Breakpoint: A Game of Secondary Objectives

Is having things to do the same as having a purpose?

“Where do I start?”

Main Missions, Side Missions, Faction Missions, Special Operations a.k.a. PVP or raids? Ok, maybe not the raids ’cause that’s for higher levels, but still, which should I pick? I love open-world games, and Ghost Recon Breakpoint was the latest open-world tactical shooter that I decided to spend my free time on. The story is played on a massive fictional island called Auroa. From snow-capped mountains, wetlands, volcanoes, rivers, ports, to dense forest, the island provides more than 576 kilometres of terrain for players to traverse. This is one big open world with thousands of ways to get through it all, and because of all the possible ways to play and do, how you choose to go about it can be overwhelming. And sometimes, by providing too many options, it can cloud the goal of the game.

There is a sense that Breakpoint’s Main Missions — the events that advance the primary story — seems not so important anymore, and you find yourself happily hunting down the side and faction missions for weeks just to get better equipment, blueprints, collectibles and vanity items. You could, in theory, play through the whole island of Auroa and level your character to the max, all without touching the Main Missions. To add to the lack of urgency in progressing the main story is a bug discovered in November [2019] that crashes the game in a snowy mountain region which hosts one of the main missions. Furthermore, the developer having solved the “altitude bug” chose to delay the rollout of the patch to the bewilderment of the gamers. It seems even the developers are content with only the side missions. What does that say about the priority and quality of the main story and missions if even the creators are content with users having access to only secondary objectives?

Side missions are an important part of an open-world game’s design; they are the side dish to your medium-rare steak, the icing on your matcha-sponge cake. They may be spectacular in their taste but they are only peripheral. You can’t say everything is awesome just because you are content with the scattered potatoes around an uncooked chicken. A broken main story is just not acceptable.

But why would anyone or any company think that is ok? Could it be the main story was not designed as the primary path? An unfortunate postmodern ideal that all missions and stories are equal in value and so there is no single main story that should be considered the only way? It may be labelled as the main mission, but that is just a label sold to consumers like us. Like the surrealist painter, René Magritte’s The Treachery of Images, the words in the image tell the viewer that it is not a pipe even though the image says otherwise. Which is true, the picture or the words? In the case of Breakpoint, just because there is a category for “Main Missions”, does it mean that it is the main missions by design?

Images and words can betray us because motives are often hidden behind the walls of corporations and institutions. The primary objectives are often only revealed through the design and critiques of the product as it lives through the users. Do the developers, programmers, and designers even know the values they are imbuing into the game when they saturated the open-world with what looks like different priority of missions and in fact, they are all fillers; stories with equal payouts and rewards, pathways that neither go further than each other or beyond this tiny island of Auroa?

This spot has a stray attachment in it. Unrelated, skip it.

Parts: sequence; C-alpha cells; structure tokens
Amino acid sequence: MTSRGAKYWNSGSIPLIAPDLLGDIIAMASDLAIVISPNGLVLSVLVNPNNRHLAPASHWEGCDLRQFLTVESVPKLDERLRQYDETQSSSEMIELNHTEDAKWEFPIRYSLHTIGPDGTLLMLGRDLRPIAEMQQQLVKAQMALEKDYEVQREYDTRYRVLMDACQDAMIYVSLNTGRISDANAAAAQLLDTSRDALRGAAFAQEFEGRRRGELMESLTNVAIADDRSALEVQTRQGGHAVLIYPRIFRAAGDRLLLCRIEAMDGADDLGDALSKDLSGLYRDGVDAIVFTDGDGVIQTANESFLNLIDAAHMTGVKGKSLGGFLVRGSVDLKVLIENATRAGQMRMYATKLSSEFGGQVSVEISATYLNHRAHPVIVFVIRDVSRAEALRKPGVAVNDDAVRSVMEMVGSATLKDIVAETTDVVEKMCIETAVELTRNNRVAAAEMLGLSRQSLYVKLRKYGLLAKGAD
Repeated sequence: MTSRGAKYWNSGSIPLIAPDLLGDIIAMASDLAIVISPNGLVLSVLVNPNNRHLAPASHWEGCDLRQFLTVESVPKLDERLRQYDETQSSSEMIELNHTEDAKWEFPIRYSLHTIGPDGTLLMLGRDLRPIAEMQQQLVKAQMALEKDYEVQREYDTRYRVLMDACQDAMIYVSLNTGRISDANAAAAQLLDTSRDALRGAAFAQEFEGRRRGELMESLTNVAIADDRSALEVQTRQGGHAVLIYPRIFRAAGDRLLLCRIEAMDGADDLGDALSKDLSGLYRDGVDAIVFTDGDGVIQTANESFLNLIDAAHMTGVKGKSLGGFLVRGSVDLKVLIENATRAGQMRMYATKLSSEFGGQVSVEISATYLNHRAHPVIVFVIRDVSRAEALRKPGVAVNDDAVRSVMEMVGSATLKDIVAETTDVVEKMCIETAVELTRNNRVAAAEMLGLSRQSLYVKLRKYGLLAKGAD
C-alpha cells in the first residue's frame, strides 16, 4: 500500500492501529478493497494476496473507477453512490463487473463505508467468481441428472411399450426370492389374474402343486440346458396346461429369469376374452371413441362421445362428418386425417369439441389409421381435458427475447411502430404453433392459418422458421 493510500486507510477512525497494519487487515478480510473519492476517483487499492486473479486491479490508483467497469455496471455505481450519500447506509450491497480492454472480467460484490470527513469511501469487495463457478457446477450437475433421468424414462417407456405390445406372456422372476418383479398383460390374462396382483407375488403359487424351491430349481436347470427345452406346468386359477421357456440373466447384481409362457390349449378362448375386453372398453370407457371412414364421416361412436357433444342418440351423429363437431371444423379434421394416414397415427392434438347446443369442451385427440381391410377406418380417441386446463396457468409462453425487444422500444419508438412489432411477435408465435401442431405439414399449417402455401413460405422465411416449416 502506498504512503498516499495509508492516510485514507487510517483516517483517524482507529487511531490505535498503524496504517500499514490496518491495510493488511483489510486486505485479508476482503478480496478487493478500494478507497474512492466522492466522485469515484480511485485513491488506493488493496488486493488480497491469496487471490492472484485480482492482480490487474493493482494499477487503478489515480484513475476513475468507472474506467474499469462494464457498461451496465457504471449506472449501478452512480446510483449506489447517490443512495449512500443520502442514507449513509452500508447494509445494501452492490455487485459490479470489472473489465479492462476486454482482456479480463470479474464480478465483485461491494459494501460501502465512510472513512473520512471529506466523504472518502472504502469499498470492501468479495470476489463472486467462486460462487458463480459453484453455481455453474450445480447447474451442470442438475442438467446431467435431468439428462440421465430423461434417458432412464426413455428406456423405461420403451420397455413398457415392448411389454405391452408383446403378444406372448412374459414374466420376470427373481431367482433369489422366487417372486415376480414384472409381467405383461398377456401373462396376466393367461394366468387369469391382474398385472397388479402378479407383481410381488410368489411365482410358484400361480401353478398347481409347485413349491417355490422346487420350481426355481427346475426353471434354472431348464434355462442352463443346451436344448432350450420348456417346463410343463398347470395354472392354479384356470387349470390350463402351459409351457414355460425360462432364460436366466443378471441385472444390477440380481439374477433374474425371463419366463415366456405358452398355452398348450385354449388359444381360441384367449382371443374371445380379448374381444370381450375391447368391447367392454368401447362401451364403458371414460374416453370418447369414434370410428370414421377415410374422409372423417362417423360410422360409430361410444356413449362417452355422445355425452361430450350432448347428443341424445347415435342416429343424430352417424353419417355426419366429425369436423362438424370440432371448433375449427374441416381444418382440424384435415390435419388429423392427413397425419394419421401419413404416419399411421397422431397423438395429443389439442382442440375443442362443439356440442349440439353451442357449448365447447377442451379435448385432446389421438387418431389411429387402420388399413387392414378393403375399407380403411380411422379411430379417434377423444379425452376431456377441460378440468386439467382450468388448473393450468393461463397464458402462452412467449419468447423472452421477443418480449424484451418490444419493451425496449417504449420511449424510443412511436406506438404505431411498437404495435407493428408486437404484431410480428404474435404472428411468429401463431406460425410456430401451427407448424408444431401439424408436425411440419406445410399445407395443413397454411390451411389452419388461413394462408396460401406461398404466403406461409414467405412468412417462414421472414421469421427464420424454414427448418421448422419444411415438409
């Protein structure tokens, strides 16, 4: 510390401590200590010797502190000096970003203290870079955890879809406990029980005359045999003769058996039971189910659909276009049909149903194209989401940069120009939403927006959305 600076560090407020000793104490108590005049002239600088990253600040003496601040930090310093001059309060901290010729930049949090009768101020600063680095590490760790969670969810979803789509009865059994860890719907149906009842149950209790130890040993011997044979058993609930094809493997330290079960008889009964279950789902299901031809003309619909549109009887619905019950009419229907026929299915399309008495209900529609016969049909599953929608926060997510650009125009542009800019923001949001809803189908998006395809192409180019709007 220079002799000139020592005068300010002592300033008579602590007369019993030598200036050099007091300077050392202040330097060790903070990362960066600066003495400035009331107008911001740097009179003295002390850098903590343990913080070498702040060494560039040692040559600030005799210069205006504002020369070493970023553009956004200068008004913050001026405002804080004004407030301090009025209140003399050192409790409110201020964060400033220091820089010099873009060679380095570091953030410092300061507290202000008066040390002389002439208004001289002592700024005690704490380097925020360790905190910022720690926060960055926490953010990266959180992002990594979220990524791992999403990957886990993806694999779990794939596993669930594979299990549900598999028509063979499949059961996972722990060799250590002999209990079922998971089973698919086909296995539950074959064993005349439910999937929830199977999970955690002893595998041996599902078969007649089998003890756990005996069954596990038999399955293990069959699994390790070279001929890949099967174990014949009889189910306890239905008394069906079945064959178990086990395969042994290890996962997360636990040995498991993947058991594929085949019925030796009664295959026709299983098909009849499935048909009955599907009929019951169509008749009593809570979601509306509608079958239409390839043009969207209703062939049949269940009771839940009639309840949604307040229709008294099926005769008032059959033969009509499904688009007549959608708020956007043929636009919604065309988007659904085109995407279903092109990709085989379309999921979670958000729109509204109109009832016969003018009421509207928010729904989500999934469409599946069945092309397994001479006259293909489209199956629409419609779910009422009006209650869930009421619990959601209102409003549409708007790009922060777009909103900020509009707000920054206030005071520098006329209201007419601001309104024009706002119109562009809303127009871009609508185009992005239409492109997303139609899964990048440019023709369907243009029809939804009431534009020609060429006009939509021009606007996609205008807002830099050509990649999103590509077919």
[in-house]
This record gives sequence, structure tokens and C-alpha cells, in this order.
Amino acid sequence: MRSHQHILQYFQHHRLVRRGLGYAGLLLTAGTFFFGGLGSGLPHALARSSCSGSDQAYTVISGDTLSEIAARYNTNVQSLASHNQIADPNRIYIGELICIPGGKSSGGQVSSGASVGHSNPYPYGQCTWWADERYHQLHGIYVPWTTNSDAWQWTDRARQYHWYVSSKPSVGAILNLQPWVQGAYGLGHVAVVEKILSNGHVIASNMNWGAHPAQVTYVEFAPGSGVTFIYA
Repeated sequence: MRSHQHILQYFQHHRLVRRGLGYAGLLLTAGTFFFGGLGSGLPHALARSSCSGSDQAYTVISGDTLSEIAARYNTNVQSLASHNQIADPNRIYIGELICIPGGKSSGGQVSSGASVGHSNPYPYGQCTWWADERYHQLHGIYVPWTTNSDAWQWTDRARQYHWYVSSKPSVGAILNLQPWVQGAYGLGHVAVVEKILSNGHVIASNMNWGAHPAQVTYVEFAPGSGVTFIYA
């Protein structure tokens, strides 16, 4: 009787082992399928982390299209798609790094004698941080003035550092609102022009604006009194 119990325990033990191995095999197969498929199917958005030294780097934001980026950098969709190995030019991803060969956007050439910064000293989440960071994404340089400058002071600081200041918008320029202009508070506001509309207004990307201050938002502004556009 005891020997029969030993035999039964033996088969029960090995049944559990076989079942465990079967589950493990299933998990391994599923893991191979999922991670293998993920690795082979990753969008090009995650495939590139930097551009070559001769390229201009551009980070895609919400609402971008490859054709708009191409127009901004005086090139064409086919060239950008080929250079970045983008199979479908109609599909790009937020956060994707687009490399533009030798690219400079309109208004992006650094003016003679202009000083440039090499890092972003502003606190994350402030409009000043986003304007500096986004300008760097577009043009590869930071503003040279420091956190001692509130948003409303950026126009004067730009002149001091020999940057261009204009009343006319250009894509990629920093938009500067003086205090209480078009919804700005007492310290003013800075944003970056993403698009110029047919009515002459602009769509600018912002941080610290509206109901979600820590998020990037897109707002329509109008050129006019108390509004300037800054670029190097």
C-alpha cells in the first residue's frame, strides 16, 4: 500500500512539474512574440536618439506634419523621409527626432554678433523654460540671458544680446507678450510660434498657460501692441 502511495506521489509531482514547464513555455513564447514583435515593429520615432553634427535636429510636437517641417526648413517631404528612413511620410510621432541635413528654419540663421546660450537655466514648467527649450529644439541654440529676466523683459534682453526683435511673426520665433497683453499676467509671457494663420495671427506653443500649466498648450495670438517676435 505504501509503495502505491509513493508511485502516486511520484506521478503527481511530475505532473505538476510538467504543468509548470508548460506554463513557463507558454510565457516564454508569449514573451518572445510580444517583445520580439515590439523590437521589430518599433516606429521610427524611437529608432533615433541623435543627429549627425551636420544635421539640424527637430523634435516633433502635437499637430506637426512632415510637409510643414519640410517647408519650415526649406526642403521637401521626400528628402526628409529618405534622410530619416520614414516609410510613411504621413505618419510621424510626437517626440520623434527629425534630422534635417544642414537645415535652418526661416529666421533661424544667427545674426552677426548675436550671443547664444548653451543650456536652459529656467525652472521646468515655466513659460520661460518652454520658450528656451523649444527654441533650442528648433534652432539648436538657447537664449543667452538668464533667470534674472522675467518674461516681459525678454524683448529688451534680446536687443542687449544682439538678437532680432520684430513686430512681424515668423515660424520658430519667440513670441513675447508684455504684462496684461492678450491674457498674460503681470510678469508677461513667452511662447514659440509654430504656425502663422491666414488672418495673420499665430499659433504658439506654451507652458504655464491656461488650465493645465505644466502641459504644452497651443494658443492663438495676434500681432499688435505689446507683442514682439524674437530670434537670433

The massively open-world genre provides creators and developers with a vast canvas for an interactive and immersive experience. But an open-world does not mean a free-for-all. It does not mean all paths, features, and experiences are equal. We need and desire an overarching main story, and this is not just in a game, but it’s also true in our own lives. Our human nature instinctively yearns for a purpose that matters–a story that binds us together with history and rewards us beyond the limitation of time. We are creatures who seek more than equality in values, freewill and tangibles. We need a bit of that metaphysical icing in our experience.

Maybe this is what games like Breakpoint need to evolve toward: A game that moves beyond the open-world gimmick–of quantities in features and side stories–but rather, to invest in the quality of the main mission and the primary storyline. Give us less, but give us something better, something driven.

In some ways, the main story in Breakpoint parallels my feelings of aimlessness and lack of priority in this game. It’s a narrative of how technology became the driving force of the human experience; that humanity must change and adapt to technological trends, or in this case, a gaming trend rather than the other way around. Instead of giving us a richer experience, we are left unsatisfied and scattered. All the stories seem meh in context to each other and at the end of the journey, we are still stuck on this island of Auroa.

Side quests and secondary objectives can contribute to a rich main story and experience, but if the game was designed without a clear directive to double down on a primary narrative and payoff, the game will end up diluted and forgettable. Just like life, nobody wants to spend their precious time in tasks and jobs that go nowhere, and I believe this is the same even in our leisure, we’re inclined to play toward a singular mission for deep satisfaction and joy. Let’s aim for transcendency, not technical mediocrity.

Lifelong learner of the 3Ts: Technology, Theology, and Time-based design.

Get the Medium app

A button that says 'Download on the App Store', and if clicked it will lead you to the iOS App store
A button that says 'Get it on, Google Play', and if clicked it will lead you to the Google Play store